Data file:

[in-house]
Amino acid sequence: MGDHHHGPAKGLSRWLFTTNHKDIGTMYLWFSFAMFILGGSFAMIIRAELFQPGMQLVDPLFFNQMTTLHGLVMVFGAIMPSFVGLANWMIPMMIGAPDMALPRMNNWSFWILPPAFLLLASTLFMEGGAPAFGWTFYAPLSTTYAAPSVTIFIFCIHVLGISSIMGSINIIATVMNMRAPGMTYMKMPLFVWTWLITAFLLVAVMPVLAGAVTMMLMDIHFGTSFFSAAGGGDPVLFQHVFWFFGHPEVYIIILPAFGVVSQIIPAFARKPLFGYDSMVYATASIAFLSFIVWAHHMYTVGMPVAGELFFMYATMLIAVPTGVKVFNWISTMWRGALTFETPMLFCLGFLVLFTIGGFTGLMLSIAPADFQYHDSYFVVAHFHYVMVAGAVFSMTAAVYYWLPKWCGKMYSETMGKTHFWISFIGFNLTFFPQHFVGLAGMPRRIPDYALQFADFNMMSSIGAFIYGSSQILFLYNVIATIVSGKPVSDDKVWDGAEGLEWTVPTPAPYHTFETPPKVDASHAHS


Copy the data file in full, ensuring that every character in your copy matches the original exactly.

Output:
[in-house]
Amino acid sequence: MGDHHHGPAKGLSRWLFTTNHKDIGTMYLWFSFAMFILGGSFAMIIRAELFQPGMQLVDPLFFNQMTTLHGLVMVFGAIMPSFVGLANWMIPMMIGAPDMALPRMNNWSFWILPPAFLLLASTLFMEGGAPAFGWTFYAPLSTTYAAPSVTIFIFCIHVLGISSIMGSINIIATVMNMRAPGMTYMKMPLFVWTWLITAFLLVAVMPVLAGAVTMMLMDIHFGTSFFSAAGGGDPVLFQHVFWFFGHPEVYIIILPAFGVVSQIIPAFARKPLFGYDSMVYATASIAFLSFIVWAHHMYTVGMPVAGELFFMYATMLIAVPTGVKVFNWISTMWRGALTFETPMLFCLGFLVLFTIGGFTGLMLSIAPADFQYHDSYFVVAHFHYVMVAGAVFSMTAAVYYWLPKWCGKMYSETMGKTHFWISFIGFNLTFFPQHFVGLAGMPRRIPDYALQFADFNMMSSIGAFIYGSSQILFLYNVIATIVSGKPVSDDKVWDGAEGLEWTVPTPAPYHTFETPPKVDASHAHS